It has often been said that writing about music is like dancing about architecture. How, then, to approach U.K. duo Autechre? Their made-up moniker sounding slightly like the practice of designing structures, their audio creations more like liquid sculpture than any other form of music, electronic or not. The task is usually left to the most highfalutin of scribes, whose dissertations provide chat fodder for the truly obsessed but explain nothing. Perhaps a kid from South Park named Kyle said it best: Dude, that's pretty fucked up.
Sure, some of Autechre's work helped draw the ambient blueprint, making machines sound organic, warm and beautiful. Just as often, Rob Brown and Sean Booth have concocted a challenging cacophony of brain-bending electronics that put the "intelligent" in intelligent dance music. Their brand-new album, Confield (Warp/Outside), is a bit of both.
Their past or present will have little to do with what's heard at the Steam Whistle Brewing Company Wednesday, when Autechre makes a rare live appearance. As with all their recent performances, the set list will be unrecognizable to even the diehard.
"We used to render tracks that people would know from our releases," explains Brown on the line from Italy. "We'd do live versions, wigged out a bit. But we've gotten to the stage where only the development matters. We start off with a really simple system each night, so that the development starts instantly, then we build something up. Live, you've only got that one hour and every moment counts. We're just optimizing our time."
If Autechre's music is profound and complex, the live show is incredibly simple. A few computers, some synths and a mixer -- the kind of set-up that can leave an audience wondering if the act is just sitting onstage, checking email. The pair also rejects the growing notion that such shows require supplemental visuals. They bring no multimedia program, no special light show to make up for lack of "action."
"We usually go for complete darkness," says Brown. "It just gives rise to that surround vibe you get at a club. If the sound system is good, you want that all-encompassing, omnipresent sound. Visuals just get everyone to stare at one corner of the room."
It's a thoughtful policy, considering plenty of Autechre's core listeners don't see much daylight. Since first appearing on Warp's influential Artificial Intelligence compilation in 1992, the duo have been hailed as the leaders of the IDM movement, matched perhaps only by Richard D. James' Aphex Twin. Revered by those with a devotion to cutting-edge, experimental sounds (many of whom make music themselves), Autechre's every move is dissected and scrutinized on the IDM mailing list. Confield is being greeted like a New Testament, its tracks either holy or blasphemous depending on the fan. Brown calls the group's status "hot water" and admits to feeling "a bit shackled by it."
"Those IDM kids, they're all right, but Sean and I have been going for so long with other musicians and artists that it makes IDM seem a bit late in the day to be championing. When we first arrived in America, we'd been 10 years at it already. In America, it was like they had just taken an exam on it, reading every possible syllable and cramming their knowledge of the music. In England, it developed so naturally, but there you got the sense that it was hydroponically grown culture. That was cool, but now it's hardened and won't allow change. People get upset when it's not down with the formula, but anyone who imposes rules on us, we're going to switch off."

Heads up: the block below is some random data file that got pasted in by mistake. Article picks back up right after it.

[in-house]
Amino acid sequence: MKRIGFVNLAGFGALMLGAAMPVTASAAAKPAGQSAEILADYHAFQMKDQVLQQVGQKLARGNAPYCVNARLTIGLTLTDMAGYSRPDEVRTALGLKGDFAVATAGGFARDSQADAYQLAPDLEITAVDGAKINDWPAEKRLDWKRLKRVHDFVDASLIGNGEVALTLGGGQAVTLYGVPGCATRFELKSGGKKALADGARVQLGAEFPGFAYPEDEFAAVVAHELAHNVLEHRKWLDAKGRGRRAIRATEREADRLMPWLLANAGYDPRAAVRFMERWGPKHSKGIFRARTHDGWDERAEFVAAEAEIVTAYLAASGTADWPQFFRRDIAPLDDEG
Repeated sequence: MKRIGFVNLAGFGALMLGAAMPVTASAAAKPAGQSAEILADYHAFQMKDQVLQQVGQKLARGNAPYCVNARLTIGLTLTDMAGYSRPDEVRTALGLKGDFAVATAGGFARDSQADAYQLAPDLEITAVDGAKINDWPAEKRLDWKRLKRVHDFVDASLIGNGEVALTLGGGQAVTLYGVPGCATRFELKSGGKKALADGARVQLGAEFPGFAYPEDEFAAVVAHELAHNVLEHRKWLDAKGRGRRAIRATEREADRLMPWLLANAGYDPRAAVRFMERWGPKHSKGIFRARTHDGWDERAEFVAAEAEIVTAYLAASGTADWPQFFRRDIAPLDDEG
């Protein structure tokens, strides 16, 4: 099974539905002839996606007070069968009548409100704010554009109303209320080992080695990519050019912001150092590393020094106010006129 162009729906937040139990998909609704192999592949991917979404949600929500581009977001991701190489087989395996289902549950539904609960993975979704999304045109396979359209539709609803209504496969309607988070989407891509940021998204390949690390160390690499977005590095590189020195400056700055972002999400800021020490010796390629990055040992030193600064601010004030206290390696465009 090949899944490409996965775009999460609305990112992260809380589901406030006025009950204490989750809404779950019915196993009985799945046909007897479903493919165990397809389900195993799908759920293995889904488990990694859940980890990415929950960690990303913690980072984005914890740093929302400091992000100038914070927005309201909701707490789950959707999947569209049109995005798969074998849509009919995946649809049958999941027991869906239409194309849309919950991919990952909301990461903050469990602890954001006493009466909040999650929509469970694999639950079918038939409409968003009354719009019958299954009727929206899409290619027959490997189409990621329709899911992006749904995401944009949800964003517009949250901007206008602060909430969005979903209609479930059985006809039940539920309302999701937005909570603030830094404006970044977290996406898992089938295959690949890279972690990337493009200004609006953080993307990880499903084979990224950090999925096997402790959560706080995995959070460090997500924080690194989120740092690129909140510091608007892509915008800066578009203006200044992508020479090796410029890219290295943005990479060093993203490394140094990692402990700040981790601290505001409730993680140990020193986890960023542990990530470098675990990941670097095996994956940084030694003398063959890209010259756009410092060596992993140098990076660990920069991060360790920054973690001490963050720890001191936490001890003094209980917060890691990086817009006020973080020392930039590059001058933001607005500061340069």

Ah yes. A group that tries its best to explode convention and invite paradox finds itself the victim of its own success, having created something so unique it is its own mould. Listeners originally enthralled by the unexpected now demand new work to be just as they expect. Yet Autechre continue to push, even when their ideas collide with the physical limitations of technology.
"We had a lot of trouble cutting this album to vinyl," says Brown. "Some of the tracks combine very high and very low frequencies with rapid dynamics between the two. You can do that with digital gear, but analog doesn't respond as quickly. We're almost considering making customized CD and vinyl releases because some tracks suffer in vinyl form."
Not to worry. Completists aside, it's not like there's much demand for Autechre vinyl. Beats mutated and syncopated defy dancing as we know it. Nevertheless, Brown has witnessed some crowds getting their groove on in the darkness.
"It depends on where we are, really," he explains. "In Manchester, they go crazy and climb on the stage. London is quite quiet -- they applaud if they like a track. Our experience in America has been a lot of kiddie raves. This tour feels more mature and we're not sure what to expect, whether people are going to go berserk."
I inform Brown that Toronto audiences are more like the polite Londoners than the freaks in Northern England.
"Oh well," he says, "if the people are open, we'll fill them up."
AUTECHRE AT THE MOVIES
With few exceptions, like a video for "2nd bad Vilbel" directed by Chris Cunningham (Madonna's "Frozen," Aphex Twin's "Come to Daddy"), Autechre is extremely selective when allowing their music to be used onscreen.
Yet one track licensed for an ad for mega-corp Orange Telecommunications took them by surprise one night at the movies.
"We knew they were going to use it, but we didn't know it would be aired directly before every Star Wars screening in England," recalls Brown.
"We thought everybody in the cinema was looking at us. Of course, they had no idea who we were, but it was clearly the weirdest thing they'd ever heard."